A very ingenious gauge for steam boilers, the character of which is indicated by the above caption, has been in operation for some time at the Fulton Works of Messrs. Pease & Murphy, cor. of Cherry and Corlears street, this city. The alarm consists of an electromagnet which can be placed in any place however distant from the steam boiler, and which will ring a bell whenever the water in the boiler falls below a certain line, also when the pressure of steam rises above a certain standard. The magnet which rings the bell is connected by wires to a battery and a column of mercury in a tube placed in the boiler is employed to break and close the galvanic circuit. When the circuit is broken the bell is silent, but when the pressure of the steam forces the mercury in the tube to close the circuit of the separated wires, the electro magnet at once operates a spring hammer that strikes upon a bell as long as the circuit remains closed. The alarm can be placed in the cabin of a steamboat, captains room or any place desired. The one at the Works mentioned is placed in the office, at a considerable distance from the boiler. The invention is a very beautiful one, and while it has everything to recommend it, we are not aware of any objection that can be urged against it.— We have seen the apparatus in operation, and any explanation required was kindly rendered by Mr. Murphy. The apparatus, we believe, can be kept in order at but little cost, the renewal of the battery being all the running expense required, and this cannot be much.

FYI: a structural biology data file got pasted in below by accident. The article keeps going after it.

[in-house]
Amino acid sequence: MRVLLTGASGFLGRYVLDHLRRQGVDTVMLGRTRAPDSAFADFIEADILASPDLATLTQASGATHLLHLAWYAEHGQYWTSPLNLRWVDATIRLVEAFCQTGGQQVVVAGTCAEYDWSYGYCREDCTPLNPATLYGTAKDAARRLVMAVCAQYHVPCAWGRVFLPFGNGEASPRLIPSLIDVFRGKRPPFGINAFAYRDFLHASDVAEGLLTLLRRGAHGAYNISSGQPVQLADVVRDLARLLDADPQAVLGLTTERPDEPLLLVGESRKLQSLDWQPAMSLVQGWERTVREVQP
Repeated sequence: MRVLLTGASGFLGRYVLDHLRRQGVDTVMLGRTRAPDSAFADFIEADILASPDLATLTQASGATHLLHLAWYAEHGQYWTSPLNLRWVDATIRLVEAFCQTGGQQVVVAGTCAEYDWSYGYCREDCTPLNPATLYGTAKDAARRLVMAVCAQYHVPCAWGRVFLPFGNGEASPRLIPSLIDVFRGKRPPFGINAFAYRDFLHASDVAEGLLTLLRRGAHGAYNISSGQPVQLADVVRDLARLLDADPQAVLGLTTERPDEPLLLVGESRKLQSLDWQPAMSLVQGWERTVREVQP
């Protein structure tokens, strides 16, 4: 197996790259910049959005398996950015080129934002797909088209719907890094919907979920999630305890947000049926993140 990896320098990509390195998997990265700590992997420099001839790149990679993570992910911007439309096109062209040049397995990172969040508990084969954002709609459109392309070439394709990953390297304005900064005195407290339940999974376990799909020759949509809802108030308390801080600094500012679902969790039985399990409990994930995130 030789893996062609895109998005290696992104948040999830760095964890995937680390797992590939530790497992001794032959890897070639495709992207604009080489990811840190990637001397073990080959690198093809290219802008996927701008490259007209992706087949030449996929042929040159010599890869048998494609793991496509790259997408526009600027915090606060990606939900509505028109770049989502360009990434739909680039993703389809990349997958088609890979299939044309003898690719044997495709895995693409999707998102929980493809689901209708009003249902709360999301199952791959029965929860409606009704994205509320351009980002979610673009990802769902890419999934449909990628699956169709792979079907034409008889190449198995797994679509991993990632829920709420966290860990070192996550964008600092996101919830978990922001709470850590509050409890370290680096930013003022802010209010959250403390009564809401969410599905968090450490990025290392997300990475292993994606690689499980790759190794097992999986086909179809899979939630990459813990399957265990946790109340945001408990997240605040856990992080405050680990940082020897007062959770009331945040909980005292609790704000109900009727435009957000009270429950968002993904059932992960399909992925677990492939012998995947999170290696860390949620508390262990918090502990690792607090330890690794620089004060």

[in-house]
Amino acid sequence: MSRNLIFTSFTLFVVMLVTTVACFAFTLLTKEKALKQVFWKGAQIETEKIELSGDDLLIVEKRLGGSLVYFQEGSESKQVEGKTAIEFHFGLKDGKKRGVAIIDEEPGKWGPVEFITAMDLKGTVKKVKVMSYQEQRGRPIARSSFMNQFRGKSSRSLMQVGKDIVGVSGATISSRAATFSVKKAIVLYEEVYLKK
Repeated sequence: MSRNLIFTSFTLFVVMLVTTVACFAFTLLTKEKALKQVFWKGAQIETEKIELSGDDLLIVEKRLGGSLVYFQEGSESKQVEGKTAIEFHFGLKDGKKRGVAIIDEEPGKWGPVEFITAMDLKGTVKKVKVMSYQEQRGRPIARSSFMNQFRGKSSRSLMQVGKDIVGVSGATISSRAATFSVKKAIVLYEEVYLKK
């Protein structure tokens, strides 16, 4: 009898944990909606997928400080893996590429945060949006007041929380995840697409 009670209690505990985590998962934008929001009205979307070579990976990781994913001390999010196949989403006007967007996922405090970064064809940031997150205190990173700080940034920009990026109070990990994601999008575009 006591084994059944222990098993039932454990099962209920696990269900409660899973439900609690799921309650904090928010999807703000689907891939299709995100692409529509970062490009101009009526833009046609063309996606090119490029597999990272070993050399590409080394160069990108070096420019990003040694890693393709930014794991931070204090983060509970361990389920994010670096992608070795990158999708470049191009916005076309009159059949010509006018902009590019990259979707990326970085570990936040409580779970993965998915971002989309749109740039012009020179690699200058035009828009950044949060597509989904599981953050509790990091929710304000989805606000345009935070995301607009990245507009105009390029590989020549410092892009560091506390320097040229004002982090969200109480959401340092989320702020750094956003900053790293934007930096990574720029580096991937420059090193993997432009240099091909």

This article was originally published with the title "Steam Boiler Telegraph Alarm Gauge"